The Boeing 767 is Air Transport Services Group’s flagship freighter for its aircraft leasing and cargo airline businesses. Out of 110 aircraft currently in service, 91 are 767s. The medium widebodies are just the right size for express delivery linehaul routes — not too big, not too small — which require fast turn times and high load factors to make them economical.

So why is Wilmington, Ohio-based ATSG (NASDAQ: ATSG) betting big on the Airbus A330? The primary reason is fleet modernization using an aircraft that has recently become much more affordable and can carry even more cargo by volume than the 767.

Last week, the company announced plans to purchase 20 used A330s, convert them to freighters and lease them to express delivery operators and other customers. It has also placed deposits with a German maintenance and overhaul outfit to secure production slots two years from now.

ATSG is essentially a leasing company that offers many services around the leases — aircraft maintenance, outsourced cargo and passenger flight operations, charter brokerage, training, and warehouse and logistics services – to diversify its revenue stream. 

Officials gave a detailed rundown on Friday of the A330’s merits and why the plane is a good fit for its business strategy.

CEO Rich Corrado said the A330-300 will be an excellent plug-and-play replacement for the 767s, which Boeing began building in the early 1980s. A330s began entering service more than a dozen years later and the -300 has about a 20% greater cubic space advantage over the 767. It can also carry about 8% to 10% more in weight. 

The A330-200 is equivalent in size to the 767, is slightly more expensive to purchase in the secondary market and costs more to operate because it’s a heavier plane. It has long-range capabilities that aren’t necessary in an express environment but would be of value on other assignments.

Chief Financial Officer Quint Turner told American Shipper the company will consider both variants, depending on factors such as availability.

Officials have previously forecast about 200 767s still operating as passenger aircraft would make good conversion candidates based on their age. As the number of 767s dwindles over the next decade, the A330 will become the next-generation platform, Corrado said.

“The A330-300 looks to be a real solid solution for the same customers that the 767 is providing service for today. It’s a newer-generation aircraft,” he said.

There are about 200 A330s in prime conversion range of 13 to 25 years of age, according to company officials.

Three ATSG customers, including DHL Express, already use the A330 all-cargo aircraft. The in-house airline of Deutsche Post DHL Group has 12 A330s in service, according to Several of those are passenger-to-freighter A330-300s, which were converted by Elbe Flugzeugwerke, a joint venture between Airbus and Singapore Technologies Aerospace that will also retrofit the ATSG planes. It has also purchased a few used A330 production freighters.

Corrado expressed optimism that DHL will lease the Airbus freighters and said talks are underway with other airlines.

Cheaper prices are one reason the A330 has recently become so attractive to ATSG. During the pandemic, many airlines were forced to cull their fleets to survive the implosion in passenger travel. Values for the A330 have dropped about 25%, putting the total cost of ownership on par now with the 767, according to the ATSG CEO.

“The economics make sense. … We think it’s going to be a long-term solution in the medium-wide body segment,” he said.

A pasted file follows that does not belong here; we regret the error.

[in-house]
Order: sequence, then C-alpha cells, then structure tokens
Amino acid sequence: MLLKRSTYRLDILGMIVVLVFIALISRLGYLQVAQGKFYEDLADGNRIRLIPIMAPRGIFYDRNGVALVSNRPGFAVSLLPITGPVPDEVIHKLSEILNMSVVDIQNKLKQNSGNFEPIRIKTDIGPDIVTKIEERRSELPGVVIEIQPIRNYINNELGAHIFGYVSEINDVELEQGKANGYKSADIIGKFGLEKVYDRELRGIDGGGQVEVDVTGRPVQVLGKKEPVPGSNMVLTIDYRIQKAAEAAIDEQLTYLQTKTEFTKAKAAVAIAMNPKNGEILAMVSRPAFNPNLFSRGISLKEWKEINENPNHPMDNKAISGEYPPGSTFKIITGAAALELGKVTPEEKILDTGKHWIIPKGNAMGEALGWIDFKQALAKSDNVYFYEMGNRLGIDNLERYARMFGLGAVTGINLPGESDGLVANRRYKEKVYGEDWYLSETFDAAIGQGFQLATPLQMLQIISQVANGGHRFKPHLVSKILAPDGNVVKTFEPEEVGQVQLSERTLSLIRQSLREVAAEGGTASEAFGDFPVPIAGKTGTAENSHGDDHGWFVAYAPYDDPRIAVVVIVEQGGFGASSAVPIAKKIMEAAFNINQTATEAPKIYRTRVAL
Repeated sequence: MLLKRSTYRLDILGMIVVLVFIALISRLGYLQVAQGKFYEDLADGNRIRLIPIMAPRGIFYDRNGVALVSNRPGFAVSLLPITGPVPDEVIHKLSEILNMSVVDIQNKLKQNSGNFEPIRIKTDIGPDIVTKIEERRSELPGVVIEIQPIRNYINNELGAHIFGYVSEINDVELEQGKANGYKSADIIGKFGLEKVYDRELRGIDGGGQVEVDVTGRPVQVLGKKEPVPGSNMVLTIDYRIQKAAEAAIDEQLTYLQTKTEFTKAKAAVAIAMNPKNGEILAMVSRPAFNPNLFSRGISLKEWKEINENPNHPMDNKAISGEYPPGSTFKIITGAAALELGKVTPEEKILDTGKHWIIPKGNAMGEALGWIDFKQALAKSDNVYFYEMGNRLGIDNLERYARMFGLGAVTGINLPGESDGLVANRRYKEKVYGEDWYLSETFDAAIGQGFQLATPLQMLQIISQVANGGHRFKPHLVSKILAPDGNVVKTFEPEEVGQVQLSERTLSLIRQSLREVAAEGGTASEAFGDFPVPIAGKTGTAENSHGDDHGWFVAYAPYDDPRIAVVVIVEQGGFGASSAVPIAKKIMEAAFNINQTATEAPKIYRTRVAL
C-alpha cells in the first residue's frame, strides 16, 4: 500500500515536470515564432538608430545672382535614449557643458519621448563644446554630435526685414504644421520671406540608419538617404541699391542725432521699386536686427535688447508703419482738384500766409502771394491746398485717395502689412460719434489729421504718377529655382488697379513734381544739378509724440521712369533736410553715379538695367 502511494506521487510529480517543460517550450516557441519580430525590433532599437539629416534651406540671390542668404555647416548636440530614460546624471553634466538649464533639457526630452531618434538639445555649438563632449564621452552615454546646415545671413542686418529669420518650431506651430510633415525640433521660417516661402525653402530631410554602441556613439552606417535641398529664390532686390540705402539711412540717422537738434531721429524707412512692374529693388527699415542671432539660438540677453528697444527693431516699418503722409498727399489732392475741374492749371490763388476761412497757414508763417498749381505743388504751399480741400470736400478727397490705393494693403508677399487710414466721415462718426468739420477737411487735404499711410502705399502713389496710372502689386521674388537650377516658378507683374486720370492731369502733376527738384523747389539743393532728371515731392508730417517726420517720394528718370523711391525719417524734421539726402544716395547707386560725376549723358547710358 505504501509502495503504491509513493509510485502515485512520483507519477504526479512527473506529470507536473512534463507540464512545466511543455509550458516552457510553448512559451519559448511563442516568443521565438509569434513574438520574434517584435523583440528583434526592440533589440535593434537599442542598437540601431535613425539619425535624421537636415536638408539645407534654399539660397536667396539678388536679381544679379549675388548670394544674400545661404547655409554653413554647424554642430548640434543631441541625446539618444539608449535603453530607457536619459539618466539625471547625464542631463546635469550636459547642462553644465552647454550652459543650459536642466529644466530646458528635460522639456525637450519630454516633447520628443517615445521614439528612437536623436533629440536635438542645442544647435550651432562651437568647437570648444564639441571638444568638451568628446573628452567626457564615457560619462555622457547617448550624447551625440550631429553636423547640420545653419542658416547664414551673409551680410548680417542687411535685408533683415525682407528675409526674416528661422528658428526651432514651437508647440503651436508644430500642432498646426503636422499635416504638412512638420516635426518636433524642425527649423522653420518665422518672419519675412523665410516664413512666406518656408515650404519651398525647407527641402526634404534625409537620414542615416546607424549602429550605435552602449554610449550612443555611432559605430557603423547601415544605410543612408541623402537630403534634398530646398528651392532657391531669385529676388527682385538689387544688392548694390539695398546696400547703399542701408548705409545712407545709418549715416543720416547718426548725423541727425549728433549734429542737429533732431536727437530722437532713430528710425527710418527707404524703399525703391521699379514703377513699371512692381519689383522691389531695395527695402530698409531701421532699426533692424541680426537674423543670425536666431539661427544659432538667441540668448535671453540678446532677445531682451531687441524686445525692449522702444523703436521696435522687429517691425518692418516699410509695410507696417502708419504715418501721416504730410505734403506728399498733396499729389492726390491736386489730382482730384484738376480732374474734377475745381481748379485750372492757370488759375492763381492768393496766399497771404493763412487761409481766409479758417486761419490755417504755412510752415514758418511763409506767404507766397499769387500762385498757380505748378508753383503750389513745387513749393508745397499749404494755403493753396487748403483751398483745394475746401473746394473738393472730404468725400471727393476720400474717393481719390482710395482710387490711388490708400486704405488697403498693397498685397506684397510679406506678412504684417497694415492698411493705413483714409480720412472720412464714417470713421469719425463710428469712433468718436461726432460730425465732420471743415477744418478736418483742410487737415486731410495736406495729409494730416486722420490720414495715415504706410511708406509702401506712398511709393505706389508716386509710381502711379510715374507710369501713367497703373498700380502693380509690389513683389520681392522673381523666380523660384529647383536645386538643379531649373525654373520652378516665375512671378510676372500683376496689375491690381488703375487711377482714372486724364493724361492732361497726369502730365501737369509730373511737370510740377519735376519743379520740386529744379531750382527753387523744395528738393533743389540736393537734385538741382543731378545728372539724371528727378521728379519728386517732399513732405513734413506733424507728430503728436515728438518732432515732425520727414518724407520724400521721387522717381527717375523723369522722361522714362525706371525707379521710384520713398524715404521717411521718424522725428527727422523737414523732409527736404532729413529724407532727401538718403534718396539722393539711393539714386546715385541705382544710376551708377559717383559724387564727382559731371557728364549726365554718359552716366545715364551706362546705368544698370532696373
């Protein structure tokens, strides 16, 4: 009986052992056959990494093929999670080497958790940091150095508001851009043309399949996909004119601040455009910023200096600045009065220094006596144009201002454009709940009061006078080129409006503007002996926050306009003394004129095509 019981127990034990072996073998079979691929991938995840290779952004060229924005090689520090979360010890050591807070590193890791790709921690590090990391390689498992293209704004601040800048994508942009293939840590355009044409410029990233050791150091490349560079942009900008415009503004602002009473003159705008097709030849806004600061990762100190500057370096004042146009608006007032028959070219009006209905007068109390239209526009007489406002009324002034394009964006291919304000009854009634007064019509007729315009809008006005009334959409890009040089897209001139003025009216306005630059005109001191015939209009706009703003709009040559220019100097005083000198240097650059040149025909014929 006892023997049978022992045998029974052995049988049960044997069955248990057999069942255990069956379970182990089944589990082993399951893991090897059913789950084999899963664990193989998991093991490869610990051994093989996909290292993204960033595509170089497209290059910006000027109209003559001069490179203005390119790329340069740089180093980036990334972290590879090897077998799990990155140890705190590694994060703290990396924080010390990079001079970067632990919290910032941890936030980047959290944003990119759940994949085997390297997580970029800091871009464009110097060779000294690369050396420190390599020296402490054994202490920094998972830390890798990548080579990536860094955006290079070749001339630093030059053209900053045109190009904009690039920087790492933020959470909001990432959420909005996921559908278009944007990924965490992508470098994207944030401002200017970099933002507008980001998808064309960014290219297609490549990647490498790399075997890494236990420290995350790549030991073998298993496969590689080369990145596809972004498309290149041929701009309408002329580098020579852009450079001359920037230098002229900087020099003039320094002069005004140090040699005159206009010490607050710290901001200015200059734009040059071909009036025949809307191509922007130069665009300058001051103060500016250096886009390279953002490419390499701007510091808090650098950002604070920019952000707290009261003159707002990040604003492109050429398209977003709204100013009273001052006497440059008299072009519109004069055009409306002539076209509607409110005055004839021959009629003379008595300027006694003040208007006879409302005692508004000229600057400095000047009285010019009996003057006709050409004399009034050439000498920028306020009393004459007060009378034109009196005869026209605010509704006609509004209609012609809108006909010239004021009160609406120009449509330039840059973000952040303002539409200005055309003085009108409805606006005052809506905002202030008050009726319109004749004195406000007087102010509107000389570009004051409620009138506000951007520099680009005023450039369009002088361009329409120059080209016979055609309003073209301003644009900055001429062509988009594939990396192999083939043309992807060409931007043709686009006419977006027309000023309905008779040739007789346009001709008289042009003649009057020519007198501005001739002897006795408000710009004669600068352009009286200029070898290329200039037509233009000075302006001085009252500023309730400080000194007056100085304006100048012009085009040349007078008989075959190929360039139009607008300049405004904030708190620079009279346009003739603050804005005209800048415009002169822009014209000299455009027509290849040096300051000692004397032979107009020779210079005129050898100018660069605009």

Chief Commercial Officer Mike Berger said the A330 also is a plane that its charter passenger subsidiary Omni Air International could use for its Defense Department contracts and provides interoperability with the Airbus A321 narrowbody freighter that ATSG is beginning to market.

ATSG is a joint venture partner in 321 Precision Conversions, which has designed and obtained regulatory approvals for a conversion package. The company is outsourcing the work to engineering outfits, including ATSG’s own conversion house, PEMCO. Two conversions are underway for outside parties and ATSG will begin receiving some converted A321s early next year.

Berger said the A330 and A321 have a common cockpit, which means pilots only require supplementary flight training rather than a full, new rating for a different aircraft type, making it easy to switch them between aircraft. 

“There’s significant crew savings,” he said.

In the driver’s seat

Management reiterated that leasing aircraft offers long-term, consistent cash flow compared to providing cargo transportation, which is more volatile because of its exposure to supply-demand fluctuations. 

“We just think long-term it’s a better use of that asset … versus putting it in a charter environment where we’ll get maybe a year-and-a-half of robust usage, but then we’d be back in a situation where we’d be getting into an intermittent usage on both the crew deployment and the asset,” Corrado said. 

Airlines and logistics companies are booking leases up to two years in advance to ensure capacity because of the ongoing shortage of air cargo capacity and growth in e-commerce.

The strong market has put ATSG in a stronger negotiating position with new customers, as well as existing ones seeking lease extensions, Corrado said. 

Companies with lease terms set to expire in the second half of the year are already asking for extensions. Under normal conditions, lease rates decline with each extension, but ATSG is now able to maintain rates, he added. 

Between the A330 conversions and 47 more planned for 767s and A321s, ATSG could have more than 180 aircraft in its portfolio by 2025. 

Click here for more FreightWaves/American Shipper stories by Eric Kulisch.


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